The type of car park involved in a fire has a significant impact on the development and spread of fire. Car parks vary from open-sided to totally enclosed, if they are underground. Open-sided car parks provide all the necessary conditions for a ventilated fire, as fresh air is always available. The fire can burn freely as long as combustible materials are available. Totally enclosed car parks are more likely to see under-ventilated fires due to the lack of fresh air. These conditions lead to incomplete combustion and the release of more toxic gases in the car park area, endangering persons who may be present.

Fire spread between cars

The layout and arrangement of car park premises mean that fire-spread from one car to another is a distinct hazard. Cars are generally parked very close to each other, facilitating the spread of fire by conduction and radiation. Car park premises are designed with a low roof-height, allowing hot smoke and heat to build up just above the cars. This will also help the fire to spread by means of convection and radiation.

All this would appear to indicate that fire spread between adjacently parked vehicles is almost inevitable, and could only be prevented by the use of sprinklers. In fact, however, past experience has shown that the number of car park fires involving a large number of cars is actually quite limited.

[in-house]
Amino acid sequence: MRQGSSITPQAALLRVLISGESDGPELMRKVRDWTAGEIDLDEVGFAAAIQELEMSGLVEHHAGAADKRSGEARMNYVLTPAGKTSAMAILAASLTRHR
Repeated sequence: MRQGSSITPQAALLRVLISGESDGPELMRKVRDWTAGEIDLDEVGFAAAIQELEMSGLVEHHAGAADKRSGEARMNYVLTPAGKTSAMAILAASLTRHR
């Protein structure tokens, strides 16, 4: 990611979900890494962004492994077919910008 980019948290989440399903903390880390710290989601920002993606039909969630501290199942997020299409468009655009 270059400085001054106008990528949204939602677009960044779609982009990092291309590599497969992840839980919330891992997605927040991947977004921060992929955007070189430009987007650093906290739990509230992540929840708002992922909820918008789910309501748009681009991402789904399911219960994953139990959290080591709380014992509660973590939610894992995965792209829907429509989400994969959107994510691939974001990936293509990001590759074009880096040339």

The Building Regulation requirements

The main intention of The Building Regulations Approved Document B (ADB) 2000 (Amended 2002) is to protect occupants evacuating by avoiding the build-up of smoke and toxic gases in a car park; also to prevent the spread of fire from one storey to another, and to assist the fire brigade in their operation. So, current legislation states that car park premises must be provided with a means of ventilating the area, and be separated from other parts of the premises with fire resisting construction. ADB recommends three different methods:

·         open-sided (high level of natural ventilation)

·         natural ventilation (other than open-sided)

·         mechanical ventilation

Open-sided ventilation relies on the geometry of the car park itself, together with its capacity to naturally ventilate smoke and hot gases. Each storey should be naturally ventilated by permanent openings at each car park level, with an aggregate vent area not less than 1/20th of the floor area at that level, of which at least half (1/40th) should be equally provided between two opposing walls.